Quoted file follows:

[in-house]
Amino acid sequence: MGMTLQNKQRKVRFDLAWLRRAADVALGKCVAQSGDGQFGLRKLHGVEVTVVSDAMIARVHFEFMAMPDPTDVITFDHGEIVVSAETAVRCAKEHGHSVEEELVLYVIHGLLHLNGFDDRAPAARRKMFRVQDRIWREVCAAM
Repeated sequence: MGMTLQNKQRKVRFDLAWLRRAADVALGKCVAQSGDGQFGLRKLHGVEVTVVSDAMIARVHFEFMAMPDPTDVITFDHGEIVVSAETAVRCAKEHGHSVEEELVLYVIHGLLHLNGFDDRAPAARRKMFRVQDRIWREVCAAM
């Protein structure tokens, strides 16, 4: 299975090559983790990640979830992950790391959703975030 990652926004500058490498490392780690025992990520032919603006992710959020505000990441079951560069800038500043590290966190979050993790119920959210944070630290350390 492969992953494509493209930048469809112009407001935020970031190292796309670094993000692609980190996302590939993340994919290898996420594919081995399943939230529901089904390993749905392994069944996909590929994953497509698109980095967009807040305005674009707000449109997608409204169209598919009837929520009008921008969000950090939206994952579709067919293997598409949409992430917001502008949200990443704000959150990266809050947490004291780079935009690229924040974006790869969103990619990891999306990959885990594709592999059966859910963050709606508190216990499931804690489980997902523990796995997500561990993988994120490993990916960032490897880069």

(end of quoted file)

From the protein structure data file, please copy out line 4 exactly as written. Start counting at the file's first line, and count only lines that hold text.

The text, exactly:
């Protein structure tokens, strides 16, 4: 299975090559983790990640979830992950790391959703975030 990652926004500058490498490392780690025992990520032919603006992710959020505000990441079951560069800038500043590290966190979050993790119920959210944070630290350390 492969992953494509493209930048469809112009407001935020970031190292796309670094993000692609980190996302590939993340994919290898996420594919081995399943939230529901089904390993749905392994069944996909590929994953497509698109980095967009807040305005674009707000449109997608409204169209598919009837929520009008921008969000950090939206994952579709067919293997598409949409992430917001502008949200990443704000959150990266809050947490004291780079935009690229924040974006790869969103990619990891999306990959885990594709592999059966859910963050709606508190216990499931804690489980997902523990796995997500561990993988994120490993990916960032490897880069």